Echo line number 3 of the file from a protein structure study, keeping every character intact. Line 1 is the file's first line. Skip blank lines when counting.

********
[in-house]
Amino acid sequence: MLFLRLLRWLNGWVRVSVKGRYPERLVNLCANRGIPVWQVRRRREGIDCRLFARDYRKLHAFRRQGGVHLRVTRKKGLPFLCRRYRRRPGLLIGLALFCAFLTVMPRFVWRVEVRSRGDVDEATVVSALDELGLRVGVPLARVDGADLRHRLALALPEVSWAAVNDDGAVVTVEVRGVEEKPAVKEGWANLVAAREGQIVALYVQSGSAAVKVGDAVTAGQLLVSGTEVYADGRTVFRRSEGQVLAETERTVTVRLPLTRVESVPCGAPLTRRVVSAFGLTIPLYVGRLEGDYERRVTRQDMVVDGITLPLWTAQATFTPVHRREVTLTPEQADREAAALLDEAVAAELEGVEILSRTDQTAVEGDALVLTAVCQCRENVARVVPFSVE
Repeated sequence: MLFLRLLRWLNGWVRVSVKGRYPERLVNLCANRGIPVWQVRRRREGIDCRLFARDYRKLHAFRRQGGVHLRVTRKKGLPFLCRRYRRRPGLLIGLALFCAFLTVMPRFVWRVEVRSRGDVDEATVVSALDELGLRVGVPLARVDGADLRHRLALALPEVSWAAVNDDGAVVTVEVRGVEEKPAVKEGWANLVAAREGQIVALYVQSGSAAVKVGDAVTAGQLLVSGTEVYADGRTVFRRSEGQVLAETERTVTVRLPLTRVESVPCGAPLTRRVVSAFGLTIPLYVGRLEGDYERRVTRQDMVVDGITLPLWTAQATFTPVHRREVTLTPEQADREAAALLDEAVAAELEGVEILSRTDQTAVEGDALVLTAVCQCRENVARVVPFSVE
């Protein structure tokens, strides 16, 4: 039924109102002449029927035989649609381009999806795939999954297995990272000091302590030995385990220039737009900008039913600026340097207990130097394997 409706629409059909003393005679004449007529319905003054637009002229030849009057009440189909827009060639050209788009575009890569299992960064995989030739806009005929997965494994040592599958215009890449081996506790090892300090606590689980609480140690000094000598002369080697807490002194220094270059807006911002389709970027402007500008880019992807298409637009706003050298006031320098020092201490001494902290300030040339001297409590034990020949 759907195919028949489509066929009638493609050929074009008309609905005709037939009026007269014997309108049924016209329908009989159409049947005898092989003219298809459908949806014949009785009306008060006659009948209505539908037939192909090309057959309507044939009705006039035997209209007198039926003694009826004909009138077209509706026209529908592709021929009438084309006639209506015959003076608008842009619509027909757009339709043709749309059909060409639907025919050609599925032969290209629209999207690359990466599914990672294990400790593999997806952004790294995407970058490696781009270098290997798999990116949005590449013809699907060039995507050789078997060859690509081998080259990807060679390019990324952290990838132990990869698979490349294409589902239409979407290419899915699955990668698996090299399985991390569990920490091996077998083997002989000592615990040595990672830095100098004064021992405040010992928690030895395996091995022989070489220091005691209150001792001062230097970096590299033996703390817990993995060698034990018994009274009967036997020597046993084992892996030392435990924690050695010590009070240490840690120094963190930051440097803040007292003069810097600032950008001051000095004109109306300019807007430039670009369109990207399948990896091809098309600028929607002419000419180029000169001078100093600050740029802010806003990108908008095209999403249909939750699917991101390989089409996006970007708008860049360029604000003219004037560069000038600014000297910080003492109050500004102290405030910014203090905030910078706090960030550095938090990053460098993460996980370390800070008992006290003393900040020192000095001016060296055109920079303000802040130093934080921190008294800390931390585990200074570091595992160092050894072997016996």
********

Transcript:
Repeated sequence: MLFLRLLRWLNGWVRVSVKGRYPERLVNLCANRGIPVWQVRRRREGIDCRLFARDYRKLHAFRRQGGVHLRVTRKKGLPFLCRRYRRRPGLLIGLALFCAFLTVMPRFVWRVEVRSRGDVDEATVVSALDELGLRVGVPLARVDGADLRHRLALALPEVSWAAVNDDGAVVTVEVRGVEEKPAVKEGWANLVAAREGQIVALYVQSGSAAVKVGDAVTAGQLLVSGTEVYADGRTVFRRSEGQVLAETERTVTVRLPLTRVESVPCGAPLTRRVVSAFGLTIPLYVGRLEGDYERRVTRQDMVVDGITLPLWTAQATFTPVHRREVTLTPEQADREAAALLDEAVAAELEGVEILSRTDQTAVEGDALVLTAVCQCRENVARVVPFSVE